On Identity Theft
I’ve had a couple of friends who were burglarized. If the invasion of one’s home isn’t horrific enough, the aftermath of dealing with potential identity theft hurts like salt on a fresh wound.
I wanted to capture the research they did to cope with identity theft, so others may benefit from it. One good outcome is that they prioritized backing up their computers and having a procedure to secure data for their household afterwards.
The steps below apply to incidents in the U.S., but there must be information for other parts of the world on the Internet.
- Call your local police and file a police report with local law
enforcement about the break-in.
- Contact the fraud departments of the 3 major credit bureaus. Ask them to “flag” your account to tell creditors that you are a victim of ID fraud. You can also request to add a “victim’s statement” to each credit report which prompts the creditors to contact you in person to verify all applications made in your name.
- Equifax Fraud Assistance: 1-800-525-6285
- Experian Fraud Assistance: 1-888-397-3742
- TransUnion Fraud Assistance: 1-800-680-7289
- Notify your bank to have them issue you new numbers for your accounts. Do not keep the same Personal Identification Number (PIN) for your ATM and debit cards: pick new ones! Close all credit card accounts and open new ones.
- Inform the Postal Inspector: mail theft is a felony, so it’s worth notifying the Postal Inspector if you suspect mail theft.
- Consider obtaining a new social security number by contacting the Social Security Administration (the down side is your credit history starts from scratch, and you have to update the number on accounts you submitted the number for, like retirement accounts). (My friend opted not to do it, but still checked out their webpage to learn what stolen numbers are used for.)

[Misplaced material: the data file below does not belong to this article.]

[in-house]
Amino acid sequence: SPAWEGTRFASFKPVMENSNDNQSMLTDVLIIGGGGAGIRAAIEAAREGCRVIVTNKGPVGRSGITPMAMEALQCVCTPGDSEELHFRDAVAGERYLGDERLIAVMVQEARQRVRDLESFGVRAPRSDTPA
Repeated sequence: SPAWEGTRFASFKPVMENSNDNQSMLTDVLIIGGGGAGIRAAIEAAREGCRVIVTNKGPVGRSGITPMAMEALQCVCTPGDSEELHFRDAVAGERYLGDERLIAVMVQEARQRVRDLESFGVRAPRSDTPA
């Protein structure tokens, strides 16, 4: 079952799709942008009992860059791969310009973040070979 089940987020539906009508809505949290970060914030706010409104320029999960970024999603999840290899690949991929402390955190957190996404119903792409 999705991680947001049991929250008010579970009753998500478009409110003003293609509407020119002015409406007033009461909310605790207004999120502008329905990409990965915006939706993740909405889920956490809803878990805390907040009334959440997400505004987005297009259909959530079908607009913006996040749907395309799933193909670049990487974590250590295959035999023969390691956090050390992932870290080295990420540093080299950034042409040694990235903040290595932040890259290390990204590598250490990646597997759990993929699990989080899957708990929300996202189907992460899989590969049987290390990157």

- Use resources provided by the Federal Trade Commission (FTC):
- FTC Identity Theft Hotline 1-877-IDTHEFT (1-877-438-4338, toll-free)
- ID Theft website where you can obtain ID theft affidavits to simplify the process of clearing up accounts opened by an identity theft at http://www.consumer.gov/idtheft/
- Take detailed notes on anyone you correspond with regarding the case including times and topics discussed, because the process of defending against identity theft can go on for years.
- Request a seven-year credit flag. The default is only 3 months. Apparently they don’t just process your request and you may have to make a case for it: burglary seems like a solid justification.
- Scan the copy of the police report, if you are able to get it: you will probably need it to submit to the credit agencies
- Investigate if you can speak with a detective who specializes in identity theft. My friend worked with both the police, and somehow the FBI. Radio silence for 4 years and then he received a letter in the mail from the Department of Justice detailing the convictions they had made with people involved in his case!
- Read all your bank statements closely and close the account if there is any suspicious behavior.
- If there is a feature to place a password on any financial accounts you have, opt for it (or change to financial institutions if there isn’t that feature because really, that’s lousy security). This password is not the same as the PIN but rather a password you have to provide to conduct any banking transaction in person.
- Think of all the places or organizations where you gave out personal information, and contact them if you have any concerns (e.g., driver’s license department).
Photo: Doors in a preserved village in Seoul, Korea